However, Dr. Ronald Hershow, associate professor of epidemiology and biostatistics at the University of Illinois Chicago, explained that contact tracing efforts are not robust enough to trace the source of every case and to catch every outbreak, defined as five cases or more linked to a single location.
“There aren't enough epidemiologists in the state to do that kind of granular investigating,” he said. “And we're more dependent on aggregate data about which venues seem to come up again and again.”
Those venues when looking at statewide and regional contact tracing are schools and colleges, and bars and restaurants, Hershow said.
Dr. Vidya Sundareshan, who is a professor of infectious diseases at Southern Illinois University School of Medicine and an advisor to the Sangamon County health department, agreed that local contact tracers aren’t able to identify every outbreak, but said they ask general questions about where people with COVID-19 have been.
“We do see spread. It's everywhere, it's across the board,” she said. “But I can tell you where they've been: bars and restaurants is definitely one of the higher ones that we have seen, then clinic visits and then office settings.”
Further, Sundareshan said national studies also point to restaurants and bars as places where people are more likely to contract COVID-19. She said environmental and behavioral factors – like poor ventilation systems or needing to remove a mask in order to eat or drink – increase risk.
In September, the county began using a new software to track cases, Salesforce, which IDPH is asking all county health departments to use. A spokesperson for Pritzker’s office said the administration plans to release the county-level data in the coming weeks. But Republicans said the delay is causing them to further question the data.
Timoney, the restaurant owner, said the hospitality industry has always been tough, but 2020 is the “worst year ever.” He described having to lay off 35 of his 45 employees last March as the state’s stay-at-home order took effect. He said Corner Pub followed the rules so he could reopen months later.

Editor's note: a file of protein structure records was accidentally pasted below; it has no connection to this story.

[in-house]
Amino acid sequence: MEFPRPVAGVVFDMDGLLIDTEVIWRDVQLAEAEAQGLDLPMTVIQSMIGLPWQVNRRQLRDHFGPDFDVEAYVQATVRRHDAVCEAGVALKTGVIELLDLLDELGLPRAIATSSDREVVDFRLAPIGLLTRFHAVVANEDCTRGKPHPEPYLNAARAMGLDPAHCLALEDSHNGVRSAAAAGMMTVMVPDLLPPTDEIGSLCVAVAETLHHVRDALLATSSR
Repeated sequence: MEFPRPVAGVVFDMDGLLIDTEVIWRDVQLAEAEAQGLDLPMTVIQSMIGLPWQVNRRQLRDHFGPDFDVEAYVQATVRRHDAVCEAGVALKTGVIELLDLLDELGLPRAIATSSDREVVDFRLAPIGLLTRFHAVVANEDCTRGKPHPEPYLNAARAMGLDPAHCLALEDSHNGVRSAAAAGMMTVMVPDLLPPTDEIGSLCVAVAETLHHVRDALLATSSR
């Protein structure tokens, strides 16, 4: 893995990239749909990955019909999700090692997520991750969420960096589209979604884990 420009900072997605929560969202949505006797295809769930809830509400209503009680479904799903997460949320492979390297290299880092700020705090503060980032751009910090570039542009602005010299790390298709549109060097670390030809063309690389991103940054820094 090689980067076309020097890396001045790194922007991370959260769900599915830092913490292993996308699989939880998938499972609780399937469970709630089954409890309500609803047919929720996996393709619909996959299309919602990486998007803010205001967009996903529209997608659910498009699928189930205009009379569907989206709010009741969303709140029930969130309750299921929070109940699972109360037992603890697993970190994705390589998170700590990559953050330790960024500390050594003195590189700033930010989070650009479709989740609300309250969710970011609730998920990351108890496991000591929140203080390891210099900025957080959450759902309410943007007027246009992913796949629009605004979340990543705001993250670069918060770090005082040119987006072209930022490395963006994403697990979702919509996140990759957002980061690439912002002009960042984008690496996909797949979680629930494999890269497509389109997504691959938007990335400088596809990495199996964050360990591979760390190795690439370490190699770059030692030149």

“We reopened at less than half of what our normal business was, at extra expense (for) tents, paper products, (and) to-go things,” he said. “We're not going to be able to survive.”
Now with restrictions on indoor dining, he worries about having to again lay off staff, many of whom live paycheck to paycheck.
Langfelder echoed a similar concern as he explained his position on keeping indoor service open for restaurants, but not bars.
“I don't think people are looking at that side of the equation…the impact they're having on people's health associated with putting people out of work and out of their business,” Langfelder said. “And I think you owe it to the restaurants…to really get the information and make the informed decision.”
Pritzker has touted relief programs, with both state and federal funding, that his administration has made available. The Illinois Department of Commerce and Economic Opportunity currently has $220 million available in grants to small businesses, according to a news release.
Hershow said he is empathetic to business owners being squeezed by the restrictions. But with the pandemic close to “spiraling out of control,” these rules are some of the only tools policymakers have to curb the spread.
“We can’t have a functioning economy with an out-of-control pandemic,” Hershow said. “It just won't work.”